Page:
Our fear is that Walt Disney World is going to engage in further belt-tightening and austerity measures while going into survival mode, and all substantive plans and budget for the 50th Anniversary will be a casualty of that. Some such budget cuts are no doubt necessary and appropriate, but there’s a golden opportunity to leverage the upcoming anniversary to Disney’s advantage. Timing-wise, it couldn’t be more perfect–starting almost exactly when a bounce-back could be feasible in light of real world constraints.
Over the last several years, we’ve cautioned against short-term thinking for a business unit that should be more fixated on long-term health. In fact, we repeatedly harped on the dangers of Walt Disney World making deep cuts during times of record prosperity; those have significant long-term ramifications and provide little room for maneuvering when times actually got tough.
These points were best made in our Is Disney Eroding Fan Goodwill? editorial, which expressed concern about a variety of topics (still relevant today). As was the case then, the problem is if you trim too much fat, you start to hit bone. Now, attendance woes could become a self-fulfilling property when coupled with cuts that are supposedly to help stem the bleeding. Those reductions alienate long-time fans while also making first-timers less likely to fall in love with the place, and thus become lifelong fans.
Ultimately, this is not a new problem, and it’s long past time for Disney to address this. Walt Disney World’s 50th Anniversary would be the perfect time. There’s still over a year to develop new entertainment, ship nighttime parade floats over from California or Japan, bring back some fan-favorite entertainment from years past, and really play up the nostalgia.
Many lifelong fans–even ones who have become more jaded and cynical about Disney in recent years–are just looking for an excuse to come back in 2021. Walt Disney World could give them one, winning back old fans, making new lifelong enthusiasts, recapturing lost attendance, and undoing several years of damage in the process.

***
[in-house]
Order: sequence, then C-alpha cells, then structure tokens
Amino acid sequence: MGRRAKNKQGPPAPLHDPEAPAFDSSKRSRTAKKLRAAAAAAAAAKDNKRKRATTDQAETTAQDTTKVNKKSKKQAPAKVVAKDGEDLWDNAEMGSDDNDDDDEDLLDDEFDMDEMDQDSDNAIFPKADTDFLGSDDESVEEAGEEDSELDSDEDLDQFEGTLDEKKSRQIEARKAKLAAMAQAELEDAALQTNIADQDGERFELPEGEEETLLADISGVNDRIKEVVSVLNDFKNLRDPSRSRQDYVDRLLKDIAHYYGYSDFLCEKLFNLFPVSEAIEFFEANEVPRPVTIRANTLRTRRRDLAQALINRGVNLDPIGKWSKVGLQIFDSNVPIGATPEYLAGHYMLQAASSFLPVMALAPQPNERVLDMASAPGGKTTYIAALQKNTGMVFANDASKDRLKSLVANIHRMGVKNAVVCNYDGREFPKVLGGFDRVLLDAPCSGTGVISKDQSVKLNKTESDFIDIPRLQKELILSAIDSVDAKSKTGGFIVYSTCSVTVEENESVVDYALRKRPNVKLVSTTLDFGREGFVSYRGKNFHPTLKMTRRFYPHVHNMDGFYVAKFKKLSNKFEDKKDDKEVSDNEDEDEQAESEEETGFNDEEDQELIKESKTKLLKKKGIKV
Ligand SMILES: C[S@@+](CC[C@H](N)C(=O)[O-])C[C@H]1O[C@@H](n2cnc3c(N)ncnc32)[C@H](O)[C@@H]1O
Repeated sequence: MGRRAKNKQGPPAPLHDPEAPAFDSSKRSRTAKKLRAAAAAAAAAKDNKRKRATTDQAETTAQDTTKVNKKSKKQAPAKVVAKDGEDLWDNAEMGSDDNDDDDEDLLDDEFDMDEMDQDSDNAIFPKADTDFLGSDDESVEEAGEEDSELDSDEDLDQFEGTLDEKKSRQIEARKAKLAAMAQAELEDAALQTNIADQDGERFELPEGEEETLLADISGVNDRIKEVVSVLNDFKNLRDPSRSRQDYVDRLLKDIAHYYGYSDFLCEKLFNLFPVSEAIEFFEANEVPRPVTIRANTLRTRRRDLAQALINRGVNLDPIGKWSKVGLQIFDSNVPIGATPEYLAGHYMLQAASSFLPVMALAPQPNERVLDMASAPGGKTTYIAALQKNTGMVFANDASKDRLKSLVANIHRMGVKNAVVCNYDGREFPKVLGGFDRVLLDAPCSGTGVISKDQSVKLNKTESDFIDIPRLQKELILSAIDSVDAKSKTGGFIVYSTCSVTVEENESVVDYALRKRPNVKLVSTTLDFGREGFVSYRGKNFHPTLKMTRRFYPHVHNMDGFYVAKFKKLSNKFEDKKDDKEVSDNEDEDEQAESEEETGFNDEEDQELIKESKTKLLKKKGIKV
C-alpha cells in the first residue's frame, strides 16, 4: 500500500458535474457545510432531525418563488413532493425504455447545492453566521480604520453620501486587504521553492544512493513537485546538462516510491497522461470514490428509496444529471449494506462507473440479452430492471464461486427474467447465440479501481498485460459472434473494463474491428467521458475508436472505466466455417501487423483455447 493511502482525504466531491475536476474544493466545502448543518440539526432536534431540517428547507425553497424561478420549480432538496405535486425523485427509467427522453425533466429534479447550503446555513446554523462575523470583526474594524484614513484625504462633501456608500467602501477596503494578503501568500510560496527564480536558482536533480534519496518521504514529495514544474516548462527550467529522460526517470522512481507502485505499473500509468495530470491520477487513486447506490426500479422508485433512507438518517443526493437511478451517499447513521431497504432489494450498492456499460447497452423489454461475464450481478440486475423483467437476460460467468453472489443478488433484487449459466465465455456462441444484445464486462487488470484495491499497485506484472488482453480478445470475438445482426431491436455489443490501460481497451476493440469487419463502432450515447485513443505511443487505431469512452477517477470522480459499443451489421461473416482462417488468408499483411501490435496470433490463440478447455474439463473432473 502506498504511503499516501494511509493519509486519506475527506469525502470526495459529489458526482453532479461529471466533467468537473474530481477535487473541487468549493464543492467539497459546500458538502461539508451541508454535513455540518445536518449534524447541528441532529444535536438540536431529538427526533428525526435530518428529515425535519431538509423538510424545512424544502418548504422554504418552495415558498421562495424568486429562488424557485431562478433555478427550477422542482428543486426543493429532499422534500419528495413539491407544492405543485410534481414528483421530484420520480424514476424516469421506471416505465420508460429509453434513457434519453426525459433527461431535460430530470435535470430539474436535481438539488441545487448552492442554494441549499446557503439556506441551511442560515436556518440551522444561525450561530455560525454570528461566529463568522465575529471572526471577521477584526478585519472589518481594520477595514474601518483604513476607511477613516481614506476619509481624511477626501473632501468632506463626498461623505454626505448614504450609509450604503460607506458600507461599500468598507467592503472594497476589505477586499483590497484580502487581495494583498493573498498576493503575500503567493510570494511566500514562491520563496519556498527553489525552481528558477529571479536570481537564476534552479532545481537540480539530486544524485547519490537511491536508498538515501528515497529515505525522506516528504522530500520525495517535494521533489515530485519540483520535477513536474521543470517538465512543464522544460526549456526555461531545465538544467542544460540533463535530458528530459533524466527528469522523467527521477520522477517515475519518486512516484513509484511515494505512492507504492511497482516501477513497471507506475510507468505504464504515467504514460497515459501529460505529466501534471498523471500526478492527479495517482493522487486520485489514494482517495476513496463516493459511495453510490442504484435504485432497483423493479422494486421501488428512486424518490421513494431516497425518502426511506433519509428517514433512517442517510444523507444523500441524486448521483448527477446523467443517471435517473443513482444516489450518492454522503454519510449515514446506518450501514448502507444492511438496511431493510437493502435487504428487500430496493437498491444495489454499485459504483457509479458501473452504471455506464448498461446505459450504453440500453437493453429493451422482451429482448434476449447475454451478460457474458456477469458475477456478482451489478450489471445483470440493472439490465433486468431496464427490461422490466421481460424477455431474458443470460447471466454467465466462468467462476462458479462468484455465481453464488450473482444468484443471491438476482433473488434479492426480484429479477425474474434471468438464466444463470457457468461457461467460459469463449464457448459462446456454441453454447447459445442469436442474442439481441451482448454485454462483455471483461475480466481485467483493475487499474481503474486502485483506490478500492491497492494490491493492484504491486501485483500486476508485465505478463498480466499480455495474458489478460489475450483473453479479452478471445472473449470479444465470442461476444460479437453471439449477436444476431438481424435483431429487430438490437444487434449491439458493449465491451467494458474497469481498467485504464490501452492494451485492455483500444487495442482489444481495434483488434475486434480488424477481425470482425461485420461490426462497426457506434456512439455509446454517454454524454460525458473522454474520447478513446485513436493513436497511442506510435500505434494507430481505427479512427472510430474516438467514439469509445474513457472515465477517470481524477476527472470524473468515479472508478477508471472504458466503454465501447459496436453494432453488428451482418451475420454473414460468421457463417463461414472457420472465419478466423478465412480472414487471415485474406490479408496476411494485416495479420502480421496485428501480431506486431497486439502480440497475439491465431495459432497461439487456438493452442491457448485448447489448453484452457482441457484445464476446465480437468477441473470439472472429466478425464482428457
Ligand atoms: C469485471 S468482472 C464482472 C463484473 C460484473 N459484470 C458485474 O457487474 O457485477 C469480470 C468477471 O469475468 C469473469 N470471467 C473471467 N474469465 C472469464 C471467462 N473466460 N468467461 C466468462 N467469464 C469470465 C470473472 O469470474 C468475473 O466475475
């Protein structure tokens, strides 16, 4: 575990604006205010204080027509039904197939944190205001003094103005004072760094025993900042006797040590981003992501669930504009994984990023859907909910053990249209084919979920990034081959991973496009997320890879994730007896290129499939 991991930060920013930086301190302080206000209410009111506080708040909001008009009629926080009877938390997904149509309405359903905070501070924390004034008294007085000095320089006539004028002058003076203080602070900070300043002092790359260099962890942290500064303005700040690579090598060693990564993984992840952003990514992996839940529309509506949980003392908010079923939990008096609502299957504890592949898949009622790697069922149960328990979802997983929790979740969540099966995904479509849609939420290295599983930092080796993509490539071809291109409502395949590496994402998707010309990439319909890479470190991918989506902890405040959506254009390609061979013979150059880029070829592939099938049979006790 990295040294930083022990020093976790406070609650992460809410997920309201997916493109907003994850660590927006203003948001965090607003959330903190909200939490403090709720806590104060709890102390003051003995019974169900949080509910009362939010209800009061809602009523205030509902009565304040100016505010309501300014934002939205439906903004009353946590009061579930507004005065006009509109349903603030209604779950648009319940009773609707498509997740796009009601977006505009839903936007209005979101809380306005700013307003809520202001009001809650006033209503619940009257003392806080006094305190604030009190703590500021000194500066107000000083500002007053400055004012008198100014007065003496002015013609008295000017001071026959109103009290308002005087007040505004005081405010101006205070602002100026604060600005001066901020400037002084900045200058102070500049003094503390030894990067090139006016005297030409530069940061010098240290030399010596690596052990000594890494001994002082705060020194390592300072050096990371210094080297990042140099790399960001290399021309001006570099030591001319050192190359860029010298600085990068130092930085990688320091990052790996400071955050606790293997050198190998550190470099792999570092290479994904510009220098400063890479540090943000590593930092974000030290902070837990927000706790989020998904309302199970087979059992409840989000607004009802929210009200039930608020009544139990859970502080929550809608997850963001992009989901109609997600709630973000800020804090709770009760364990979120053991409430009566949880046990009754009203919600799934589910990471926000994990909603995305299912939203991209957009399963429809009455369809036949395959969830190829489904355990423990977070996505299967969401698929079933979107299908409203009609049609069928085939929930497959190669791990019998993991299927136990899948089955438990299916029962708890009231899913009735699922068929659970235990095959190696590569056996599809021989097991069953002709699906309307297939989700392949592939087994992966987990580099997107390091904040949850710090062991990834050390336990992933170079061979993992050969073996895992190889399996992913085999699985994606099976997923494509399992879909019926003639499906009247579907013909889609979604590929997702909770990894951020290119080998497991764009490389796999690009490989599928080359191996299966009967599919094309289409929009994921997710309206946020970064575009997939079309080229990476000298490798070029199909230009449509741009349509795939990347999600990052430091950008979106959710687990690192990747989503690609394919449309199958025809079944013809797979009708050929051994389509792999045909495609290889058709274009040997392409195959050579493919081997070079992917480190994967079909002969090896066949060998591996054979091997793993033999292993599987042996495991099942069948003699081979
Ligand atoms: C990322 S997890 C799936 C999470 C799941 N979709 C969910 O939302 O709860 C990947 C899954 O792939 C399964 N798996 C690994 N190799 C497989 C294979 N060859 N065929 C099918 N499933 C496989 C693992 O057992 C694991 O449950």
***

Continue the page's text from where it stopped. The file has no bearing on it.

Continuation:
It’s not the cheapest or safest course of action, but it is the smartest. Unfortunately, it’s also unquestionably the riskier approach, and Walt Disney World leadership has become increasingly risk-averse. Cost-cutting seems the more likely path, and we will no doubt see that play out in terms of capital expenditures over the course of the next several years irrespective of what’s done for Walt Disney World’s 50th Anniversary.
However, such moves also entail their own long-term risks and pitfalls. Cutting costs does not occur in a vacuum–even if that’s what Disney leadership might believe since their product has been so popular during the economic boom of the last decade that they’ve been able to make cuts and increase prices with impunity. (That’s no longer economic reality, and won’t be for at least a few years.) Those cuts also send a signal to guests, and there’s a negative behavioral feedback loop that results. Walt Disney World has the perfect opportunity to hit reset here at a time when year over year metrics to which they’re beholden have been obliterated and rendered meaningless. It’s time to break the cycle, going big for Walt Disney World’s 50th Anniversary in a way that excites and reignites the magic for lifelong fans, old and new.
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Are you considering a trip for Walt Disney World’s 50th Anniversary? What would ‘entice’ you to visit during the celebration? Think any of the ideas here are viable ways to lure back longtime fans? Should Disney instead focus on cutting operating costs and the planned big budget additions? Do you agree or disagree with our advice/assessment? Any questions we can help you answer? Hearing your feedback–even when you disagree with us–is both interesting to us and helpful to other readers, so please share your thoughts below in the comments!
We go every few years, I was there the very first summer. I’ve been planning on going for the 50th for several years. My main considerations have been around crowds. Since I can remember very light days in December and the last time was like being there in the summer. My fingers are crossed.